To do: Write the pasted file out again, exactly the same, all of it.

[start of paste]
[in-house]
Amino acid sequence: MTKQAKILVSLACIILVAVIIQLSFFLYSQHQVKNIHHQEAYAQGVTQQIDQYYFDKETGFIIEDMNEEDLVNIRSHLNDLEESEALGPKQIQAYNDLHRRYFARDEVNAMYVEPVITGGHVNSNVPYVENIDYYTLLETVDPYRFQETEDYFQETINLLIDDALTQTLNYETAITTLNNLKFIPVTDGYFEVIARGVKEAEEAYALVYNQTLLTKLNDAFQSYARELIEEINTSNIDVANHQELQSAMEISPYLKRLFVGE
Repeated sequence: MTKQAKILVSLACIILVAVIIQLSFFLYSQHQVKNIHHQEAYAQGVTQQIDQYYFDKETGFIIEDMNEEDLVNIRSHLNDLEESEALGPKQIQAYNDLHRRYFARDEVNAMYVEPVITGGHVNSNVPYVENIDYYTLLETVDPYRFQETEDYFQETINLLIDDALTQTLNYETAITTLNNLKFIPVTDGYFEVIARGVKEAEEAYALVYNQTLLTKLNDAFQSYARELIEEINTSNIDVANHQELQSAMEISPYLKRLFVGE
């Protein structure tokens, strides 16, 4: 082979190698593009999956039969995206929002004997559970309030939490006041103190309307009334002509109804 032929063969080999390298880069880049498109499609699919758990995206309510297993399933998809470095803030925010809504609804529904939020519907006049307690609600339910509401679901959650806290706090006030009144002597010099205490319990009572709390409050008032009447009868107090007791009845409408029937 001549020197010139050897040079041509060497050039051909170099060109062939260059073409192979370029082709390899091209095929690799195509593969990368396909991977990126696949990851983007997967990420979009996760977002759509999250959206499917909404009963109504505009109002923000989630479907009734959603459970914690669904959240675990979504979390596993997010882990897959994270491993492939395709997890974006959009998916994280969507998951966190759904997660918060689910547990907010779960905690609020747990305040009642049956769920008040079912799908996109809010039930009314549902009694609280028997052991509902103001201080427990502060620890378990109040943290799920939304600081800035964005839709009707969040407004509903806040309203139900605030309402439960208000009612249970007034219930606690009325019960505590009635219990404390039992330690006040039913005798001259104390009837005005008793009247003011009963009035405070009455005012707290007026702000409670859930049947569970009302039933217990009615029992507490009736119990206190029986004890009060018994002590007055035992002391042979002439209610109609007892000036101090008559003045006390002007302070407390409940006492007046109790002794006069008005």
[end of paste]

[in-house]
Amino acid sequence: MTKQAKILVSLACIILVAVIIQLSFFLYSQHQVKNIHHQEAYAQGVTQQIDQYYFDKETGFIIEDMNEEDLVNIRSHLNDLEESEALGPKQIQAYNDLHRRYFARDEVNAMYVEPVITGGHVNSNVPYVENIDYYTLLETVDPYRFQETEDYFQETINLLIDDALTQTLNYETAITTLNNLKFIPVTDGYFEVIARGVKEAEEAYALVYNQTLLTKLNDAFQSYARELIEEINTSNIDVANHQELQSAMEISPYLKRLFVGE
Repeated sequence: MTKQAKILVSLACIILVAVIIQLSFFLYSQHQVKNIHHQEAYAQGVTQQIDQYYFDKETGFIIEDMNEEDLVNIRSHLNDLEESEALGPKQIQAYNDLHRRYFARDEVNAMYVEPVITGGHVNSNVPYVENIDYYTLLETVDPYRFQETEDYFQETINLLIDDALTQTLNYETAITTLNNLKFIPVTDGYFEVIARGVKEAEEAYALVYNQTLLTKLNDAFQSYARELIEEINTSNIDVANHQELQSAMEISPYLKRLFVGE
């Protein structure tokens, strides 16, 4: 082979190698593009999956039969995206929002004997559970309030939490006041103190309307009334002509109804 032929063969080999390298880069880049498109499609699919758990995206309510297993399933998809470095803030925010809504609804529904939020519907006049307690609600339910509401679901959650806290706090006030009144002597010099205490319990009572709390409050008032009447009868107090007791009845409408029937 001549020197010139050897040079041509060497050039051909170099060109062939260059073409192979370029082709390899091209095929690799195509593969990368396909991977990126696949990851983007997967990420979009996760977002759509999250959206499917909404009963109504505009109002923000989630479907009734959603459970914690669904959240675990979504979390596993997010882990897959994270491993492939395709997890974006959009998916994280969507998951966190759904997660918060689910547990907010779960905690609020747990305040009642049956769920008040079912799908996109809010039930009314549902009694609280028997052991509902103001201080427990502060620890378990109040943290799920939304600081800035964005839709009707969040407004509903806040309203139900605030309402439960208000009612249970007034219930606690009325019960505590009635219990404390039992330690006040039913005798001259104390009837005005008793009247003011009963009035405070009455005012707290007026702000409670859930049947569970009302039933217990009615029992507490009736119990206190029986004890009060018994002590007055035992002391042979002439209610109609007892000036101090008559003045006390002007302070407390409940006492007046109790002794006069008005």